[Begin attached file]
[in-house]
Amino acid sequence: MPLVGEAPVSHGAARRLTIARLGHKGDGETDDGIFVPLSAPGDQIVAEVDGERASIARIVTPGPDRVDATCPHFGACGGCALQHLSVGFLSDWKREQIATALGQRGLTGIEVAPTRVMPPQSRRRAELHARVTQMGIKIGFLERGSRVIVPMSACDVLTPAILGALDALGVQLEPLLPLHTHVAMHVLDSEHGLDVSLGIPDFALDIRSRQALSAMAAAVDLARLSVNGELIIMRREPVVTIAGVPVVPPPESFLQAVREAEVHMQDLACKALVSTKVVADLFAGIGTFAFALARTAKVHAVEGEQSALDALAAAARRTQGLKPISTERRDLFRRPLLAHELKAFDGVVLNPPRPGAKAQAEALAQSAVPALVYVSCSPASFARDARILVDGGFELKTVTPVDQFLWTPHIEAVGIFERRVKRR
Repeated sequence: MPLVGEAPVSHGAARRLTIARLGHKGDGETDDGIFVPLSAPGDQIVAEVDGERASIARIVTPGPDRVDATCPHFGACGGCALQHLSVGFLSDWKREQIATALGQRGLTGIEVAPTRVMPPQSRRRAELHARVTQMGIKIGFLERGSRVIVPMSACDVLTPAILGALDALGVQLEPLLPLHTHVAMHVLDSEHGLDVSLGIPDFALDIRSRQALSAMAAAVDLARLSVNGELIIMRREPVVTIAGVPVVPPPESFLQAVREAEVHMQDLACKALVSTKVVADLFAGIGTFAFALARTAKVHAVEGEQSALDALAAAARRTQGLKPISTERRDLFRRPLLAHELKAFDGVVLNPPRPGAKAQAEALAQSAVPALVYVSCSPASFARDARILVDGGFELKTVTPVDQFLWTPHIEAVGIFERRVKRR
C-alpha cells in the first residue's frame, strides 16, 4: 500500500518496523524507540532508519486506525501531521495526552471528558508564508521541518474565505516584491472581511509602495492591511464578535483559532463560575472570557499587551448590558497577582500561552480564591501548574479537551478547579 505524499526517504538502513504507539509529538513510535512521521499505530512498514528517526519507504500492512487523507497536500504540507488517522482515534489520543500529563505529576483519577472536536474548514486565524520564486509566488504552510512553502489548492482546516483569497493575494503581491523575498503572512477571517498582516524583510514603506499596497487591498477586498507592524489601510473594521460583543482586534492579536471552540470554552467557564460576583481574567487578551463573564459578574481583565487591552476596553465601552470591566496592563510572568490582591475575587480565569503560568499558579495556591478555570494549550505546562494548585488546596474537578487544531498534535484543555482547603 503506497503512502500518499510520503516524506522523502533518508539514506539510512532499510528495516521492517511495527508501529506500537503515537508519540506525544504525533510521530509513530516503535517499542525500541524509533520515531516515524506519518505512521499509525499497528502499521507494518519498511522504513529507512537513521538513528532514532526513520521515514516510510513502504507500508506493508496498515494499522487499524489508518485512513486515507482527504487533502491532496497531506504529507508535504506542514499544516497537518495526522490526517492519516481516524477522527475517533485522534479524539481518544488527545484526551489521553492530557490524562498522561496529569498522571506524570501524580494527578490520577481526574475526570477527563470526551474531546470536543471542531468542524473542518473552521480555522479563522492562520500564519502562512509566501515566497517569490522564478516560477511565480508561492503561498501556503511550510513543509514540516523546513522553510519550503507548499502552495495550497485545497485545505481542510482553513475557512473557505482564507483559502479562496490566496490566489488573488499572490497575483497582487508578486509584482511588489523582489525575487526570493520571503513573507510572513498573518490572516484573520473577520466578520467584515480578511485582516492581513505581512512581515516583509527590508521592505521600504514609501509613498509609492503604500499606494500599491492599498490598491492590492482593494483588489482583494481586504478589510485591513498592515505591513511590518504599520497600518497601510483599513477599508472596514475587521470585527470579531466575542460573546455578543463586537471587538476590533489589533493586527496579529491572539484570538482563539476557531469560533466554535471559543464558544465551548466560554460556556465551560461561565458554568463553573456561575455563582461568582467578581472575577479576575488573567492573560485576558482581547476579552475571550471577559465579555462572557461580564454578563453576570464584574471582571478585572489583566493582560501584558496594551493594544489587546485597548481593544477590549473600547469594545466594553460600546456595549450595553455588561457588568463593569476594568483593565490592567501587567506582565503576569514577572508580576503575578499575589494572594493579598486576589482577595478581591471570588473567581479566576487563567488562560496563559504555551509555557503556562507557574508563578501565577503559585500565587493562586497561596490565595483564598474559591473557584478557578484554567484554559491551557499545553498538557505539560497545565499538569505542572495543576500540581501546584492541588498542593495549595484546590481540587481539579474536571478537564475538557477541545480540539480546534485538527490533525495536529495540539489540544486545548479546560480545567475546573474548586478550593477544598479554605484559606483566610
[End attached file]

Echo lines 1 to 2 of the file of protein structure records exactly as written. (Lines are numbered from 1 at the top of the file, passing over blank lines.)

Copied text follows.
[in-house]
Amino acid sequence: MPLVGEAPVSHGAARRLTIARLGHKGDGETDDGIFVPLSAPGDQIVAEVDGERASIARIVTPGPDRVDATCPHFGACGGCALQHLSVGFLSDWKREQIATALGQRGLTGIEVAPTRVMPPQSRRRAELHARVTQMGIKIGFLERGSRVIVPMSACDVLTPAILGALDALGVQLEPLLPLHTHVAMHVLDSEHGLDVSLGIPDFALDIRSRQALSAMAAAVDLARLSVNGELIIMRREPVVTIAGVPVVPPPESFLQAVREAEVHMQDLACKALVSTKVVADLFAGIGTFAFALARTAKVHAVEGEQSALDALAAAARRTQGLKPISTERRDLFRRPLLAHELKAFDGVVLNPPRPGAKAQAEALAQSAVPALVYVSCSPASFARDARILVDGGFELKTVTPVDQFLWTPHIEAVGIFERRVKRR